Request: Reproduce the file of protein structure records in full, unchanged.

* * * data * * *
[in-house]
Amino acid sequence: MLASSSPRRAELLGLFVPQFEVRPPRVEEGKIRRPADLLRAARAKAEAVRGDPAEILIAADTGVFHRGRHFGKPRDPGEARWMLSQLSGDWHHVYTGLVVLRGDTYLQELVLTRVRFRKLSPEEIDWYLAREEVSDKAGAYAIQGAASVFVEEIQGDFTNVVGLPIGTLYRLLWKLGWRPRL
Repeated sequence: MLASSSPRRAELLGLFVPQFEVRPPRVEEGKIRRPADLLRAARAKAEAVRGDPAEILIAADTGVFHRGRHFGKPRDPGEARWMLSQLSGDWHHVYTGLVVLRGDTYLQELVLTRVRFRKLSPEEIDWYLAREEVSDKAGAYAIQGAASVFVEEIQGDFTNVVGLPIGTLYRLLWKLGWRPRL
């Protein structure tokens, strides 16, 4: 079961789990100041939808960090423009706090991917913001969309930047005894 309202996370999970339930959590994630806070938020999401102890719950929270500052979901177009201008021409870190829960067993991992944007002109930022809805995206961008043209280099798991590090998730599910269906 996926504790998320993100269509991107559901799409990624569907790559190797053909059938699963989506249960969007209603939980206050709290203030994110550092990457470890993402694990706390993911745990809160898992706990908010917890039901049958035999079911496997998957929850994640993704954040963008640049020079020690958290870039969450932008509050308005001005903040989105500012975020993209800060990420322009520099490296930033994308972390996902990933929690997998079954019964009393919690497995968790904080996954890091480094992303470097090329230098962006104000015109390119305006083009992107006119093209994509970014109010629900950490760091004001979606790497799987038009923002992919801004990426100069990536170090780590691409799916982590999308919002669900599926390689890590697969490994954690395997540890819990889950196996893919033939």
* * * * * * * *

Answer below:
[in-house]
Amino acid sequence: MLASSSPRRAELLGLFVPQFEVRPPRVEEGKIRRPADLLRAARAKAEAVRGDPAEILIAADTGVFHRGRHFGKPRDPGEARWMLSQLSGDWHHVYTGLVVLRGDTYLQELVLTRVRFRKLSPEEIDWYLAREEVSDKAGAYAIQGAASVFVEEIQGDFTNVVGLPIGTLYRLLWKLGWRPRL
Repeated sequence: MLASSSPRRAELLGLFVPQFEVRPPRVEEGKIRRPADLLRAARAKAEAVRGDPAEILIAADTGVFHRGRHFGKPRDPGEARWMLSQLSGDWHHVYTGLVVLRGDTYLQELVLTRVRFRKLSPEEIDWYLAREEVSDKAGAYAIQGAASVFVEEIQGDFTNVVGLPIGTLYRLLWKLGWRPRL
């Protein structure tokens, strides 16, 4: 079961789990100041939808960090423009706090991917913001969309930047005894 309202996370999970339930959590994630806070938020999401102890719950929270500052979901177009201008021409870190829960067993991992944007002109930022809805995206961008043209280099798991590090998730599910269906 996926504790998320993100269509991107559901799409990624569907790559190797053909059938699963989506249960969007209603939980206050709290203030994110550092990457470890993402694990706390993911745990809160898992706990908010917890039901049958035999079911496997998957929850994640993704954040963008640049020079020690958290870039969450932008509050308005001005903040989105500012975020993209800060990420322009520099490296930033994308972390996902990933929690997998079954019964009393919690497995968790904080996954890091480094992303470097090329230098962006104000015109390119305006083009992107006119093209994509970014109010629900950490760091004001979606790497799987038009923002992919801004990426100069990536170090780590691409799916982590999308919002669900599926390689890590697969490994954690395997540890819990889950196996893919033939």